Roisin Heneghan, Laura Lee, and Julia King spoke about what it takes to win awards and create competition-winning architecture at the AJ’s Women in Architecture talk last night (2 July)
Speaking at the Zaha Hadid-designed ROCA London Gallery, Heneghan, co-founder of Heneghan Peng, shared insights into her practice, which she said was founded on victories in design contests.
‘We launched our practice through competitions. Nobody will take a chance on an unknown architect but with an ideas competition you have more of a chance’, she said.
Heneghan, who has twice been shortlisted for the AJ Woman Architect of the Year Award, spoke not just about winning competitions, but also about losing, discussing the practice’s submission to the contest design to The London School of Economics’ (LSE) new £90m Global Centre for Social Sciences, which they lost to Rogers Stirk Harbour + Partners in 2013.
‘We enter a lot of competitions and we lose a lot but what keeps us going is that we learn something each time’, Heneghan added.
Sadie Morgan, director of dRMM, who chaired the event, said Heneghan Peng’s work was ‘inspirational’.
Heneghan is my nemesis
‘She is my nemesis. I have never known a practice win so many competitions. I considered industrial espionage to find out what the secret was. But I saw the Giant’s Causeway and realised there was no secret. She is just a good architect’, said Morgan.
Maggie’s chief executive, Laura Lee, who has judged the AJ Women in Architecture awards since they were launched in 2012, stressed the importance of having faith in the architect in order to create great buildings.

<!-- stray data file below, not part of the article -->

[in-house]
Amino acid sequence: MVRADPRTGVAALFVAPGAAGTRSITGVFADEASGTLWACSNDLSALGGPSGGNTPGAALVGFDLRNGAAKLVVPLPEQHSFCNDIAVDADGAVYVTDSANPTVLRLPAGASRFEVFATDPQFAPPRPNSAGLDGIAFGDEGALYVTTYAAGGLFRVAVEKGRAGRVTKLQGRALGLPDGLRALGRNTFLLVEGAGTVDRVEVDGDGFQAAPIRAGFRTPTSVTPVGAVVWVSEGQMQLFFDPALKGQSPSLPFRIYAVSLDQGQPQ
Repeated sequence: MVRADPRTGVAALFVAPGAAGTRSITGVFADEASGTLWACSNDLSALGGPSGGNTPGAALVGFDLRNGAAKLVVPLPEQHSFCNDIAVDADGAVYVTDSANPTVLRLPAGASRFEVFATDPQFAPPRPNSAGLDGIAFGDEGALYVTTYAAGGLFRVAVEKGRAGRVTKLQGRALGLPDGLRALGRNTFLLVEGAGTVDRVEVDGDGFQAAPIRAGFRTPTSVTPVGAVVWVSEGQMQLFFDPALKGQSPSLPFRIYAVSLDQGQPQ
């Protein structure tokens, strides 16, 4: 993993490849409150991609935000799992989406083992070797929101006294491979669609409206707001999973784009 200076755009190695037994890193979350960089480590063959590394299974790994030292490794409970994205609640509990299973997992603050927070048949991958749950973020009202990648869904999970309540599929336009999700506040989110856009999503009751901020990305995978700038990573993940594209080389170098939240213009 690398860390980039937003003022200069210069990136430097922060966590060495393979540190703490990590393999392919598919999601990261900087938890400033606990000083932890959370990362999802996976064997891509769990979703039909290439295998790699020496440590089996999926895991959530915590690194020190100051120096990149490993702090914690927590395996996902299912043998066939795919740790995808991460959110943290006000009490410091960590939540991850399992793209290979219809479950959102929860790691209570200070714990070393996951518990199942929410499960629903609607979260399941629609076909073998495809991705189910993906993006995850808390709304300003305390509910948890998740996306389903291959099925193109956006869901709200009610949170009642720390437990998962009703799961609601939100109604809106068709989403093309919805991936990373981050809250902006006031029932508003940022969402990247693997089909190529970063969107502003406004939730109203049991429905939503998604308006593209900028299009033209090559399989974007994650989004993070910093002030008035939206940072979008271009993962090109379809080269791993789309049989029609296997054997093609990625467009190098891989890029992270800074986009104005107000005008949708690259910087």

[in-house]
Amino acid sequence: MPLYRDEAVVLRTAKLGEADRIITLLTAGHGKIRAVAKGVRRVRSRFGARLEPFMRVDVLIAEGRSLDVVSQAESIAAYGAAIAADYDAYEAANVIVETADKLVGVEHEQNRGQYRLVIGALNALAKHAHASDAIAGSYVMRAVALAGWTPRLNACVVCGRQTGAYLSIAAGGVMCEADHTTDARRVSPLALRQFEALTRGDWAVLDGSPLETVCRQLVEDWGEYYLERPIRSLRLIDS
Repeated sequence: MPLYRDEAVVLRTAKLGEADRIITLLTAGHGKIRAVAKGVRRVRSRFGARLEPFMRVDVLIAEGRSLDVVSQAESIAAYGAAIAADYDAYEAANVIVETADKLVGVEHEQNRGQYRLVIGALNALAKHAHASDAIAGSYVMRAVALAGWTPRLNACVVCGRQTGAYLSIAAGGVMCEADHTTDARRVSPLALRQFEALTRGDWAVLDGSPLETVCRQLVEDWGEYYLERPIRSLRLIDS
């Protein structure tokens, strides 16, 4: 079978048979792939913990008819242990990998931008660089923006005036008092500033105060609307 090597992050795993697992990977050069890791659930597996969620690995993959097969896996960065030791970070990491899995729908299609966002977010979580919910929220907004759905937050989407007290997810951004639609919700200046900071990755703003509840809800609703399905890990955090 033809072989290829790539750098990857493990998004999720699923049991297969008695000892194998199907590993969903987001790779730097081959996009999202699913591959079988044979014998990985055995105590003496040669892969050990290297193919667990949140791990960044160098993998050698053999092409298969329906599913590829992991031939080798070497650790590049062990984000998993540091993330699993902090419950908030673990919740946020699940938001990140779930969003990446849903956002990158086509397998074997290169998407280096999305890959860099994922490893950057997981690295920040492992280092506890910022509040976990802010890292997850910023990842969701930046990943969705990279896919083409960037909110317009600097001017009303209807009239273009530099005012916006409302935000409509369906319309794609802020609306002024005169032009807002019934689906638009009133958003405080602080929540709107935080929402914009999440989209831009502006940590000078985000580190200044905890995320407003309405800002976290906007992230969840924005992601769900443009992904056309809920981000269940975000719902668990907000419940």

Lee said: ‘We have developed hugely as a client over the years. But just because we have produced so many Maggie’s Centres doesn’t mean that every one is the same. You should never assume that how you have done it before is best.’
‘Stay with the architect. Be a critical friend. Inspire the architect to do the best building they have ever done.’
She added: ‘Working with different architects gives each community its own gem of a centre but also as a client it keeps us fresh and invigorated. ‘
AJ Emerging Woman Architect of the Year Julia King spoke about her projects and achievements since winning the award. The sole practitioner whose work is mainly focused in the developed world is currently working on 10 ‘Ikea type’ sanitation units and a project developing a business model to ‘make money from poo by turning it into fertilizer and bricks’.
- AJ Women in Architecture programme is sponsored by Roca